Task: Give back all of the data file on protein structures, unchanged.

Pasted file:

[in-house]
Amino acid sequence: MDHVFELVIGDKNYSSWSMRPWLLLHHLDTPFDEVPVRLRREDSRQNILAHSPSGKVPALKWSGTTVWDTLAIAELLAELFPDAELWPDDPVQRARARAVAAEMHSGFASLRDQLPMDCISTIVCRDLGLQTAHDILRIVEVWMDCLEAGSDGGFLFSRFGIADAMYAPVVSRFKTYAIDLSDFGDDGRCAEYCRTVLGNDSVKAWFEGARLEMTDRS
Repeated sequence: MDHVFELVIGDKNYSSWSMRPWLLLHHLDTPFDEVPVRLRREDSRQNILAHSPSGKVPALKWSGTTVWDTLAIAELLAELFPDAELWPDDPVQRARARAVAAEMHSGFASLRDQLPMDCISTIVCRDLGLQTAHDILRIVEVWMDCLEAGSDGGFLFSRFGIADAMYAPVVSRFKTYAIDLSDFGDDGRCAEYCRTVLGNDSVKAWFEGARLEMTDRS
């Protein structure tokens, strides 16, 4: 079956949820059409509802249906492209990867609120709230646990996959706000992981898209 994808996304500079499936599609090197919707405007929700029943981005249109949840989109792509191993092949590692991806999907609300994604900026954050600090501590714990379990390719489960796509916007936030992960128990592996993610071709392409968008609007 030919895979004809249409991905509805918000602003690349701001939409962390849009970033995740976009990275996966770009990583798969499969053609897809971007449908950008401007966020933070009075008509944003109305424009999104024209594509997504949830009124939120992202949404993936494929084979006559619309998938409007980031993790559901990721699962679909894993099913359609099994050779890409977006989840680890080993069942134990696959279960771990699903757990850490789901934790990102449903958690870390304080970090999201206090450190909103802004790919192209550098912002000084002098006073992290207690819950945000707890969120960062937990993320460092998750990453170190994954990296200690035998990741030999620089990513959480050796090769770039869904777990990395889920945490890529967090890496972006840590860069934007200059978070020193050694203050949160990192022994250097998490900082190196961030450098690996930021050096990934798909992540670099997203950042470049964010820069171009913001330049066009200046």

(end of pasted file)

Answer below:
[in-house]
Amino acid sequence: MDHVFELVIGDKNYSSWSMRPWLLLHHLDTPFDEVPVRLRREDSRQNILAHSPSGKVPALKWSGTTVWDTLAIAELLAELFPDAELWPDDPVQRARARAVAAEMHSGFASLRDQLPMDCISTIVCRDLGLQTAHDILRIVEVWMDCLEAGSDGGFLFSRFGIADAMYAPVVSRFKTYAIDLSDFGDDGRCAEYCRTVLGNDSVKAWFEGARLEMTDRS
Repeated sequence: MDHVFELVIGDKNYSSWSMRPWLLLHHLDTPFDEVPVRLRREDSRQNILAHSPSGKVPALKWSGTTVWDTLAIAELLAELFPDAELWPDDPVQRARARAVAAEMHSGFASLRDQLPMDCISTIVCRDLGLQTAHDILRIVEVWMDCLEAGSDGGFLFSRFGIADAMYAPVVSRFKTYAIDLSDFGDDGRCAEYCRTVLGNDSVKAWFEGARLEMTDRS
């Protein structure tokens, strides 16, 4: 079956949820059409509802249906492209990867609120709230646990996959706000992981898209 994808996304500079499936599609090197919707405007929700029943981005249109949840989109792509191993092949590692991806999907609300994604900026954050600090501590714990379990390719489960796509916007936030992960128990592996993610071709392409968008609007 030919895979004809249409991905509805918000602003690349701001939409962390849009970033995740976009990275996966770009990583798969499969053609897809971007449908950008401007966020933070009075008509944003109305424009999104024209594509997504949830009124939120992202949404993936494929084979006559619309998938409007980031993790559901990721699962679909894993099913359609099994050779890409977006989840680890080993069942134990696959279960771990699903757990850490789901934790990102449903958690870390304080970090999201206090450190909103802004790919192209550098912002000084002098006073992290207690819950945000707890969120960062937990993320460092998750990453170190994954990296200690035998990741030999620089990513959480050796090769770039869904777990990395889920945490890529967090890496972006840590860069934007200059978070020193050694203050949160990192022994250097998490900082190196961030450098690996930021050096990934798909992540670099997203950042470049964010820069171009913001330049066009200046």